In the wake of influence-campaign takedowns by Facebook and Twitter, Google has issued a report detailing its own efforts to root out foreign influence operatives allegedly tied to an Iranian state-run media broadcaster.
The news comes as President Donald Trump appeared to tweet in opposition to the efforts of the tech behemoths to disrupt such campaigns.
As part of the influence operation allegedly tied to the Iranian government, Google disabled 39 YouTube channels that had 13,466 total US views on relevant videos; six blogs on Blogger and 13 Google+ accounts, according to Kent Walker, senior vice president of global affairs. He also said that Google uses IP blocking and other methods to prevent Iranian entities from opening advertising accounts, and noted that the breadcrumbs appear to lead back to state-sponsored media in Iran.
“Our technical research has identified evidence that these actors are associated with the IRIB, the Islamic Republic of Iran Broadcasting,” Walker said in a posting yesterday. “Technical data associated with these actors is strongly linked to the official IRIB IP address space. Domain ownership information about these actors is strongly linked to IRIB account information. Account metadata and subscriber information associated with these actors is strongly linked to the corresponding information associated with the IRIB, indicating common ownership and control. These facts, taken together with other technical signals and analysis, indicate that this effort was carried out as part of the overall operations of the IRIB organization, since at least January 2017.”
Facebook and Twitter said earlier this week that they also sanitized their sites of a set of fake accounts, respectively taking down 640 and 284 accounts, respectively. All of the actions were tied to the same wide-ranging pattern of propaganda operations uncovered by FireEye, which the security firm said make use of a complex and deep network of coordinated disinformation pages linked across multiple social-media and web networks worldwide. The firm concluded that the efforts are an alleged attempt to sway public opinion towards pro-Iran stances on various issues, such as the nuclear deal.
“Google’s efforts to track and terminate deceptive campaigns of influence run by inauthentic nation-state actors is a step in the right direction,” said Rick Moy, CMO at Acalvio, told Threatpost. “Deception is one of the most effective and pernicious cyber-threats facing Americans and democracy today. This coordinated action with other security organizations should be welcomed. While some may characterize this as censorship, the evidence presented in the reports is transparent and open to vetting and analysis by the broader community.”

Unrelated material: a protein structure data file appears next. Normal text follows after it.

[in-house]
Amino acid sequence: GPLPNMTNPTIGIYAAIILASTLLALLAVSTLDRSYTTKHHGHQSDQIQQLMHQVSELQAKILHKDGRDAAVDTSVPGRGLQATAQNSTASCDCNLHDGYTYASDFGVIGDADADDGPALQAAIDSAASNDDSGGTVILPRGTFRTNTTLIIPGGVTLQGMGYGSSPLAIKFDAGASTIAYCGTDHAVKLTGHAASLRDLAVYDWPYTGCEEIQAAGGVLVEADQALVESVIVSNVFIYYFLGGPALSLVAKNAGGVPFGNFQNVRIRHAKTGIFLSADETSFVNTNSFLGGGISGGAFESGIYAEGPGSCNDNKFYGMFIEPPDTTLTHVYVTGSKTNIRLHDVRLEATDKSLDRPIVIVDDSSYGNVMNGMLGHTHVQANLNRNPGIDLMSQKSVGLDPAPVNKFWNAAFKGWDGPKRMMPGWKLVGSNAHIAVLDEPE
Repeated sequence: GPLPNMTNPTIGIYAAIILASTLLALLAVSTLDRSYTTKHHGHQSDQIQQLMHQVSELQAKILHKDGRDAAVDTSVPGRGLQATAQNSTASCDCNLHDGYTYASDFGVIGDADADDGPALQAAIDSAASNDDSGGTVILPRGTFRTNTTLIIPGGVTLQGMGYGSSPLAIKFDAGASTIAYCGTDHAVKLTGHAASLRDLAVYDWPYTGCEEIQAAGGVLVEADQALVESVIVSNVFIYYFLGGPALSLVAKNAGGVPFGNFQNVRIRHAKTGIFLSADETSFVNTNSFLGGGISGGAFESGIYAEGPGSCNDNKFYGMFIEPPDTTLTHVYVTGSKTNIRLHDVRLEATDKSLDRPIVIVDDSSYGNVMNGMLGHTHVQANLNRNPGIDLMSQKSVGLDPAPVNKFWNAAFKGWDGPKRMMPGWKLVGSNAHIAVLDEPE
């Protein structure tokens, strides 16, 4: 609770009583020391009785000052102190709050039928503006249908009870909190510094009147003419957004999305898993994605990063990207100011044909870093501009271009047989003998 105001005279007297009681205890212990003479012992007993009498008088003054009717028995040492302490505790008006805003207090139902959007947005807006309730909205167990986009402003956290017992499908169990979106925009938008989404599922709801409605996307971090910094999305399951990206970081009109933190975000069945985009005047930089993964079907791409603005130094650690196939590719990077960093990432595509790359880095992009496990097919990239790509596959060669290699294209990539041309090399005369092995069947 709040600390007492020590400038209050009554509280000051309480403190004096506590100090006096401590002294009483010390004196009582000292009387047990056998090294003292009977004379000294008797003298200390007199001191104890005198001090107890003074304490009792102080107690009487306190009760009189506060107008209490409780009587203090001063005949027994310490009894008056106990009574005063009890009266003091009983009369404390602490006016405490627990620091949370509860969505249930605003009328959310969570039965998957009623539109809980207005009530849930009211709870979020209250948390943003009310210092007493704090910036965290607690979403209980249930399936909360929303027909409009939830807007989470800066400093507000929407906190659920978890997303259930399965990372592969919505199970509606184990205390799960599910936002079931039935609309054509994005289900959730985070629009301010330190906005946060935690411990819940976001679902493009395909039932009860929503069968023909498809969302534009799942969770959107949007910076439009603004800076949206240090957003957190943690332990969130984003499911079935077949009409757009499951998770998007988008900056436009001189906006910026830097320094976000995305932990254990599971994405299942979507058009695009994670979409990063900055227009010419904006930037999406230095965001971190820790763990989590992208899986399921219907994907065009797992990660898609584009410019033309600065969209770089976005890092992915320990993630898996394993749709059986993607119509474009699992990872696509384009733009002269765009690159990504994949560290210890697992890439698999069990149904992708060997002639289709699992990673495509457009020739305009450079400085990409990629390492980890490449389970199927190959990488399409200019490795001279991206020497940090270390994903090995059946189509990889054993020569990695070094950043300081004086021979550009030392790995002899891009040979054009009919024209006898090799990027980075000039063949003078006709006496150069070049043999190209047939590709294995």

A President Opposed
And indeed, while the takedown actions have been mostly lauded by the security community, the U.S. president has signaled his opposition to the efforts. He tweeted today that “Social Media Giants are silencing millions of people. Can’t do this even if it means we must continue to hear Fake News like CNN, whose ratings have suffered gravely. People have to figure out what is real, and what is not, without censorship!”
Social Media Giants are silencing millions of people. Can’t do this even if it means we must continue to hear Fake News like CNN, whose ratings have suffered gravely. People have to figure out what is real, and what is not, without censorship!
It’s a sentiment that at least one researcher said should be taken seriously.
“We must be careful that private actions done outside of the appropriate legal framework can result in exactly the opposite results that those actions were trying to protect against,” said Joseph Kucic, chief security officer at Cavirin, told Threatpost. He added that while any action taken to prevent any inference with the U.S. political process is appreciated, parameters should be put around the process.
“There should be a governmental process implemented, similar to a FISA court, where appropriate oversight is in place prior to private companies taken actions against perceived bad actors (individuals and/or companies),” he said. “Otherwise, bad actors will purposely target individuals that they want to damage and cause these positive actions to become tools to be used against innocent people. Example: What if Russia or China accessed those Iran assets then launched those social media attacks? When we are detailing with nation-state actors, they are well known for camouflaging their intentions.”
Even so, Walker said that influence campaigns are an ongoing scourge, noting that Google has detected and blocked attempts by state-sponsored actors in various countries to target political campaigns, journalists, activists, and academics located around the world for many months now. For example, last year it sinkholed actors linked to the Internet Research Agency (IRA), which is allegedly a Russian intelligence outfit involved with 2016 election-meddling, and since then has detected and removed 42 related YouTube channels that had 58 English-language political disinformation videos, as well as an account associated with one blog on Blogger.
He also detailed some of the other efforts Google is making on a regular basis to thwart the phishing attempts that often go along with propaganda efforts. For instance, the Google “Protect Your Election” program has “significantly decreased the volume of phishing emails that get through to our users,” Walker said, through the use of automated protections and security keys; he also highlighted specialized warnings for Gmail users for messages that make it through the filters but still seem suspicious.